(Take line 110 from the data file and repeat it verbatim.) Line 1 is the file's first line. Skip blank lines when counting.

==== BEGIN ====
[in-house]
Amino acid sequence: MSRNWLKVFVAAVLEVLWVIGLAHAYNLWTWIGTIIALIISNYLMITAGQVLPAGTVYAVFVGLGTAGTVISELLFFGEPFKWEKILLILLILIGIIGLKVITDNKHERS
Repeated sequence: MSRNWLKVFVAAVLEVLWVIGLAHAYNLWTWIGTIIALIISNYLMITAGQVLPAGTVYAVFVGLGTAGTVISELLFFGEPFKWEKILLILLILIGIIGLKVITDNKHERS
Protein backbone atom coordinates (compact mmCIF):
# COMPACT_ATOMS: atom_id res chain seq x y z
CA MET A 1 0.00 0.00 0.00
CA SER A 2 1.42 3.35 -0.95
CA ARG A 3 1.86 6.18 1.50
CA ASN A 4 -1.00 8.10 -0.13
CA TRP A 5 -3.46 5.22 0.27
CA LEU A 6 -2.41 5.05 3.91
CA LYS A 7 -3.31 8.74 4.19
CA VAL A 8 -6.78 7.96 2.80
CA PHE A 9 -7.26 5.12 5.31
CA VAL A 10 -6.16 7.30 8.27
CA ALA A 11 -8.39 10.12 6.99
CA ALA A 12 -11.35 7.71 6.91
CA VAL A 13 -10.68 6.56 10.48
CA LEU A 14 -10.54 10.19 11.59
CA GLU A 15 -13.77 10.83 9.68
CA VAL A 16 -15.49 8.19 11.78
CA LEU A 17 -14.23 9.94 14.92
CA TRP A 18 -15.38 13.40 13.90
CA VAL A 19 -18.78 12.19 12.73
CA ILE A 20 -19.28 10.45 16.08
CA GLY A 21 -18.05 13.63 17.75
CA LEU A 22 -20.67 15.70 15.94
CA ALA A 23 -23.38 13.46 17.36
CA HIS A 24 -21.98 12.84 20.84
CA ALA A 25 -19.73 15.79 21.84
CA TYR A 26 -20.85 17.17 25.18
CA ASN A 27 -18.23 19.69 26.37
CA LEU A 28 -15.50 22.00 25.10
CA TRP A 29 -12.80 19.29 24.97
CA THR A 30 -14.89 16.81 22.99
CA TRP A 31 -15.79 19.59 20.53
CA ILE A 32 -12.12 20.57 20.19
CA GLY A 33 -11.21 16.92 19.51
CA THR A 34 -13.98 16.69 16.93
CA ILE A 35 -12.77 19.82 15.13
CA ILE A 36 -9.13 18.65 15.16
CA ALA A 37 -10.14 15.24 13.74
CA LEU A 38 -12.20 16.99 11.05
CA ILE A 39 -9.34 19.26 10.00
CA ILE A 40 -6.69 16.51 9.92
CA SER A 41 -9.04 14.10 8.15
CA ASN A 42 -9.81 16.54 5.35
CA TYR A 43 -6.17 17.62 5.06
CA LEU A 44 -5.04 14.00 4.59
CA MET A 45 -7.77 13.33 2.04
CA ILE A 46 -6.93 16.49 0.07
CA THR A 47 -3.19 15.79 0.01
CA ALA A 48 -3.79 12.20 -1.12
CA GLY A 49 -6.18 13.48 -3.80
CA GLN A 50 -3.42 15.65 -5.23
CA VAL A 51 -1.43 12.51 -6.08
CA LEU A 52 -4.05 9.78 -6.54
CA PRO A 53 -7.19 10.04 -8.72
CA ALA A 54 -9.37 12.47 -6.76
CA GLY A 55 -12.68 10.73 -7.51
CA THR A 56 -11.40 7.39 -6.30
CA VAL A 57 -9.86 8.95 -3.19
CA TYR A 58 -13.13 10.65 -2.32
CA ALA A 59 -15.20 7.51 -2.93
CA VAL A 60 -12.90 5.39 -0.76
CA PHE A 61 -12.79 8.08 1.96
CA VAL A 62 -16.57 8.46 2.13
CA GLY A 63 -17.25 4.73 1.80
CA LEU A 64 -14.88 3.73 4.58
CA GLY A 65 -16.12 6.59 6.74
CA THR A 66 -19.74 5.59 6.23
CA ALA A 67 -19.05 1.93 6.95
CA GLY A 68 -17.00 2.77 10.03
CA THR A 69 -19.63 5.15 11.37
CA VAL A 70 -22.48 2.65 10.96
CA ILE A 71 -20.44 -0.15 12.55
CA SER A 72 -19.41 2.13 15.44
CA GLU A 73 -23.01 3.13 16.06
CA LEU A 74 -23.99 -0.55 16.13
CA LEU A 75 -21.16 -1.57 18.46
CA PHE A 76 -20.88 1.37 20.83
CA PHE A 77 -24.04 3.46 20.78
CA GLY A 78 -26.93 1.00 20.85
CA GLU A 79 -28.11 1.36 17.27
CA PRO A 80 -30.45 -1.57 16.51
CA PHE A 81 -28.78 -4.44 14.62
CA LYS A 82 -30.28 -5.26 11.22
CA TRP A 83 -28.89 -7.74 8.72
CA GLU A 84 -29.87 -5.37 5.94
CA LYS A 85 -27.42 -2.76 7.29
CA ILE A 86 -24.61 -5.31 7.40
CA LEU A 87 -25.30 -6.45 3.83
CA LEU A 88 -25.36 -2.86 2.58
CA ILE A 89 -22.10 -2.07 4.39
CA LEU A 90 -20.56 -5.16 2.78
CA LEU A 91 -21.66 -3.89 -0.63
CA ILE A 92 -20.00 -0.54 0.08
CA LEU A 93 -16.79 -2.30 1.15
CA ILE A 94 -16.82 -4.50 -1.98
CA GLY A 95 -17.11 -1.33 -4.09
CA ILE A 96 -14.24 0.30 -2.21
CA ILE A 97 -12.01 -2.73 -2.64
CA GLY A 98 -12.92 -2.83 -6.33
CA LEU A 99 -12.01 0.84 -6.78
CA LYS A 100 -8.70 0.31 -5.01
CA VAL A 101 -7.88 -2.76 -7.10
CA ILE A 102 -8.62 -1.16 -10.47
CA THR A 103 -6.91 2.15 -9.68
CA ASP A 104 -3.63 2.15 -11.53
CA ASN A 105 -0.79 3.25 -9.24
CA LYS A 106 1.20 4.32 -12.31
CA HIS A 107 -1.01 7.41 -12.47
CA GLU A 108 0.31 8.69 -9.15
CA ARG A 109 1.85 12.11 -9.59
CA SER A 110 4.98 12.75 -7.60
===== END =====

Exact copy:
CA ASN A 105 -0.79 3.25 -9.24